Making amends is one of the more difficult steps to complete. You start with a personal inventory in which you list everyone you harmed as a result of your alcoholism. The list might include your spouse, children, and other loved ones. Alcoholics may cheat on their partners or put their drinking above everything else. The only time you can skip someone you hurt is if making amends will somehow harm them. For example, you may cause more emotional pain to a loved one who cut off contact with you when you try to apologize.
Step 12 is the final step in AA. You must take your time working through the previous steps. Some members spend a year or longer moving through the program before they reach it. It simply states that working through the steps will foster a spiritual awakening in you and that you’ll carry the AA principles with you. AA expects members to use these principles when they interact with others, talk about their alcoholism, and do other things.
AA believes that the lower steps will foster a big change in you. You’ll learn how to think and act differently. While this applies to your drinking, it also applies to your relationships. Not only do you learn how to change your behaviors and attitudes towards alcohol, but you also learn what to do when a craving hits. Instead of drinking, you might call your sponsor or attend a meeting. This step acknowledges that you’re ready to make a lifelong commitment to AA and help others when needed, too.
12 Step Calls
Once you complete the final step, you have the right to go on 12-step calls. This is a call members make during an emergency and when they feel they have no other option. AA refers to this type of call as one where an individual’s life is at stake. The call can come through in the middle of the night or at any other time of the day. Members often work in groups of two.
During a 12-step call, you meet in a quiet place and essentially have a small meeting. You can supply AA pamphlets and provide other information at the same time that you talk about how AA helped you. AA also encourages members to take a copy of The Big Book and provide one if needed. These calls can involve existing members or those who realize they have a drinking problem.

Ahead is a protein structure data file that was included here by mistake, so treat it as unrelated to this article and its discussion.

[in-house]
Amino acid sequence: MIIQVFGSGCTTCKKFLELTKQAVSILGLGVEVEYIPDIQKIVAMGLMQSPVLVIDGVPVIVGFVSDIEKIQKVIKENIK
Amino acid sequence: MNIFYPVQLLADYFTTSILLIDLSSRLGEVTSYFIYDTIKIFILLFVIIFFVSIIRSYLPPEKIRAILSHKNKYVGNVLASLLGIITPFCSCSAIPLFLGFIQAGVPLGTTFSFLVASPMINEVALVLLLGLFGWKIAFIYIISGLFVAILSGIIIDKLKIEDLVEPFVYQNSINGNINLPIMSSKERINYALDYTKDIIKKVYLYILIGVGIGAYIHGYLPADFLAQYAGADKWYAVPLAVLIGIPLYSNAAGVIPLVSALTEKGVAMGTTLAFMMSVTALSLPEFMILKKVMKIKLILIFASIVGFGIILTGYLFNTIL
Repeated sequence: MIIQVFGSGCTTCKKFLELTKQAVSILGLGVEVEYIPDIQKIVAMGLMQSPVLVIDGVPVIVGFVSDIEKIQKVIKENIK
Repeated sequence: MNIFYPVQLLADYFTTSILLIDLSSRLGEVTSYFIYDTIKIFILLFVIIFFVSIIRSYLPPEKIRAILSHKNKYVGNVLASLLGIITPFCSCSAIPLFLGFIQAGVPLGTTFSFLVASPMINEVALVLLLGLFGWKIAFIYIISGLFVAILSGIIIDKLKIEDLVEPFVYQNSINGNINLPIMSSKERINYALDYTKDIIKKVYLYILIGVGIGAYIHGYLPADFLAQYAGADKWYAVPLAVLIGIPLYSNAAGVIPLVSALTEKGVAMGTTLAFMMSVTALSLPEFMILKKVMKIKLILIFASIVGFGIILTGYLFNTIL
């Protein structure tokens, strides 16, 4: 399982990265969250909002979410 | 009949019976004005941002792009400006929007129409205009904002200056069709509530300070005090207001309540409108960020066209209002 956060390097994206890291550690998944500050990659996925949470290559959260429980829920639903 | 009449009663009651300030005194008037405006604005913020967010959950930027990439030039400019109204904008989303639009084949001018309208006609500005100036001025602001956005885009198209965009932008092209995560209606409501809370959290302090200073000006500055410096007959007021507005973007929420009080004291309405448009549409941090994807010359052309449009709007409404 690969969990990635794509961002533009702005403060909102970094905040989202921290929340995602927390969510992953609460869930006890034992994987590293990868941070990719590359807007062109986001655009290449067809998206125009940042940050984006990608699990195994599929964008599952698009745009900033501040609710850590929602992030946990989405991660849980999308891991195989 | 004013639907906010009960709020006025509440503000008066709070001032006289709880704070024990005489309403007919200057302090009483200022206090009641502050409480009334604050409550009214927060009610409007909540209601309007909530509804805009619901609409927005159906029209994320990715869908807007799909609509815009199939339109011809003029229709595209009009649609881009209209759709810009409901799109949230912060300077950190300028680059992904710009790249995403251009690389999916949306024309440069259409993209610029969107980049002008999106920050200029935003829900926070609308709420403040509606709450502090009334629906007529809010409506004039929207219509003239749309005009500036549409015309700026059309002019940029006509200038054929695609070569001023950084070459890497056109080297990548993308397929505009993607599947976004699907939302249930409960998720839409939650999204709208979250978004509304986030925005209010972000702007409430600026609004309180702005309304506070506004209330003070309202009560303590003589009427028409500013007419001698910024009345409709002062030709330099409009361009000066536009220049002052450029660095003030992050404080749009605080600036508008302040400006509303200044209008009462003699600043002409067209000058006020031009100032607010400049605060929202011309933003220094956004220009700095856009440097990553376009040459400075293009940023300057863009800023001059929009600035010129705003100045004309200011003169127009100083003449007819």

When handling an emergency call with a member, you need to make sure they feel comfortable before you leave. You give them a safe spot to talk about their challenges. Other calls can come from alcoholics ready to get help as well as their loved ones. Their loved ones may ask you to help stage an intervention and encourage them to get help. You’re responsible for going over the steps and talking about the benefits of AA. If you receive a call from an individual who wants help, you can take a similar approach. Keep in mind that you do not go on these calls until you successfully complete the 12 steps.
Start on the 12 Steps Today
Alcoholics Anonymous is one of the most successful 12-step programs for people who abuse or misuse alcohol. While inpatient programs often include the steps, you can also complete them as part of an outpatient program. Defining Wellness Centers can help you find the right facility for you or a loved one. While some steps are easy to complete, others take more time, such as the 12th step. This is the step you’ll carry and use for the rest of your life. Contact us to get help choosing an inpatient or outpatient treatment plan that includes the final step in Alcoholics Anonymous.